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By David McGuire washingtonpost.com Staff Writer
Wednesday, June 9, 2004; 6:31 PM
The federal government's highly touted anti-spam law is being widely disregarded by spammers, according to a new study that shows fewer junk e-mailers are complying with the statute's labeling requirements.
Only 1 percent of the unsolicited e-mail messages circulating on the Internet in May complied with the federal Can-Spam Act, despite several high-profile cases in which junk e-mailers have been sued, convicted and sentenced to jail, according to the report released by Denver-based anti-spam company MX Logic.
The figure marks a drop from an average compliance rate of 3 percent during the first four months of the year, the report said.
MX Logic based its conclusions on a random sample of 10,000 spam messages that it examined in each week of May to see if they complied with the law. The Can-Spam Act forbids e-mail marketers from putting false e-mail addresses or names in the "from" subject of their messages, requires that their subject lines say what is in the messages and that they include links that allow recipients to refuse further mailings. Violators can be jailed up to five years and sued for as much as $6 million.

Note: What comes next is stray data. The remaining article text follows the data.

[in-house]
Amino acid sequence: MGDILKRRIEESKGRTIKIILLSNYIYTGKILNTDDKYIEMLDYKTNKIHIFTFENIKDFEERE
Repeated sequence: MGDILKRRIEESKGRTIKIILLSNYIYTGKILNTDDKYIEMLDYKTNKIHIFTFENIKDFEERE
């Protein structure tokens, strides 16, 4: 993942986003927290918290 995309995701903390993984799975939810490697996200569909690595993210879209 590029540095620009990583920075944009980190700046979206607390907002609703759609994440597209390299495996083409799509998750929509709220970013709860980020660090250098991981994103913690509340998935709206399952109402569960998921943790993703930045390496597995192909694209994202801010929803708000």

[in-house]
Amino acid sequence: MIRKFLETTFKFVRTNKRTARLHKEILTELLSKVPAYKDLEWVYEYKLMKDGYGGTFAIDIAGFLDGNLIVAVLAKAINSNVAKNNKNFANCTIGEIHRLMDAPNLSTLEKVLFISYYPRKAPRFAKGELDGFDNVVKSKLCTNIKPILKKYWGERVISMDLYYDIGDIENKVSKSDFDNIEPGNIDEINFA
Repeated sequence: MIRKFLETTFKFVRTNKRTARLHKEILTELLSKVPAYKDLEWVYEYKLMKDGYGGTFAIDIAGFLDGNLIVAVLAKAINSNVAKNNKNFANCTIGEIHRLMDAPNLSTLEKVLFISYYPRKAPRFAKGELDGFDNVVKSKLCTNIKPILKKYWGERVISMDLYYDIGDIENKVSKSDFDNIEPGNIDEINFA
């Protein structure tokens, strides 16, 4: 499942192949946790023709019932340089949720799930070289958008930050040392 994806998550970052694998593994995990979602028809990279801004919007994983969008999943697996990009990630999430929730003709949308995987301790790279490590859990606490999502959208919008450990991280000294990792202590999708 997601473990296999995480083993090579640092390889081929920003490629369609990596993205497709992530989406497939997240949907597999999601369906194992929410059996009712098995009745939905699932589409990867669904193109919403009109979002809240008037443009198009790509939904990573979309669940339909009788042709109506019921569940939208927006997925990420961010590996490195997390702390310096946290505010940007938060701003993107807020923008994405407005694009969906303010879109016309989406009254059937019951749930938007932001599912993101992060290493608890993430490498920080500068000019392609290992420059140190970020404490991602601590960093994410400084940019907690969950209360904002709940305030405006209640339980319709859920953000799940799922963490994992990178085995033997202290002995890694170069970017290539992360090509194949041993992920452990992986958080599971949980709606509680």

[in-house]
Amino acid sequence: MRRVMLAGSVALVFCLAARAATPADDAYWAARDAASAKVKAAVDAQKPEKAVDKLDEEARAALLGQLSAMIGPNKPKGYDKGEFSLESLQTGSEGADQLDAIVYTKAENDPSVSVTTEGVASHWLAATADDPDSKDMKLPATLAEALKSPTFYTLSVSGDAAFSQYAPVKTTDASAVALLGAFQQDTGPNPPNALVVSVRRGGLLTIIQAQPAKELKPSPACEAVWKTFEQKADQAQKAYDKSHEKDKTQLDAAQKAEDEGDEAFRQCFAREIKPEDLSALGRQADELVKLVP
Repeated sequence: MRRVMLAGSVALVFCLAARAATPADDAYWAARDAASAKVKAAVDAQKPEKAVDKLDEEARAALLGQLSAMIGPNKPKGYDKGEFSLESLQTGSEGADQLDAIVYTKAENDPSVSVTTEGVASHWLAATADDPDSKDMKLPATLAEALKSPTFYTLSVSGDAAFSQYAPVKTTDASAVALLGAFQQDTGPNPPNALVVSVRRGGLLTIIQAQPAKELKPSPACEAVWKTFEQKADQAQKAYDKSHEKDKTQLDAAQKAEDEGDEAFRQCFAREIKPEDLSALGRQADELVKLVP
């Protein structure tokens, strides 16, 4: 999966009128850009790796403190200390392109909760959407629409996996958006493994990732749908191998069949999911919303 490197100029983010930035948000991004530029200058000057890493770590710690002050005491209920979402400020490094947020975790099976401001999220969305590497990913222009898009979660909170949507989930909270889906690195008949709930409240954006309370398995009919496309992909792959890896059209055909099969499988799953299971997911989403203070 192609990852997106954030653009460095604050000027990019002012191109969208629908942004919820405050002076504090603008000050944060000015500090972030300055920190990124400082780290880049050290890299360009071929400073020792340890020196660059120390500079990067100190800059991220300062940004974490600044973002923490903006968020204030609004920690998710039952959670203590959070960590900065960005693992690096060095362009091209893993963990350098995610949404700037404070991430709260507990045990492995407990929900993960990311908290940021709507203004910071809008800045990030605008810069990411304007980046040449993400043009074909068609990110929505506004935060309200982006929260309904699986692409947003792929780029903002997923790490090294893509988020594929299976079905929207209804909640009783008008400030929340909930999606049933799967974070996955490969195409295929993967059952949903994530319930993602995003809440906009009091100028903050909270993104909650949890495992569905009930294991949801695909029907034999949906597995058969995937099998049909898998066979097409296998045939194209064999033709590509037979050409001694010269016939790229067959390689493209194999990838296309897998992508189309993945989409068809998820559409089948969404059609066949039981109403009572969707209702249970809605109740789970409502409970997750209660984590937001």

"This is a little surprising to us," said Sheila O'Neill, director of government relations for MX Logic. "We're not sure why [compliance] dropped."
O'Neill speculated that two factors affected the falling percentage of Can-Spam-compliant e-mail: A growing volume of spam coming from non-U.S. sources and the failure of U.S.-based spammers to take the law seriously.
Other anti-spam companies are seeing a similar trend. Scott Petry, founder and vice president of products and engineering for Redwood City, Calif.-based anti-spam company Postini Inc., said spammers have boosted their e-mail volume in response to the development of better filtering software, though the spam rate has leveled off a bit this year.
Postini, which scans 1.4 billion e-mail messages weekly, reported that spam has accounted for almost 80 percent of all e-mail on the Internet at any given time since January.
That increase has resulted in frustrated e-mail users tired of clearing their in-boxes, as well as soaring costs for businesses. Although individuals cannot sue spammers, Internet service providers and law enforcement authorities have started to take steps to cut down on the onslaught of junk e-mail.
The nation's four largest ISPs -- Earthlink, America Online, Microsoft Corp., and Yahoo Inc. -- filed six lawsuits against spammers last March using the Can-Spam Act.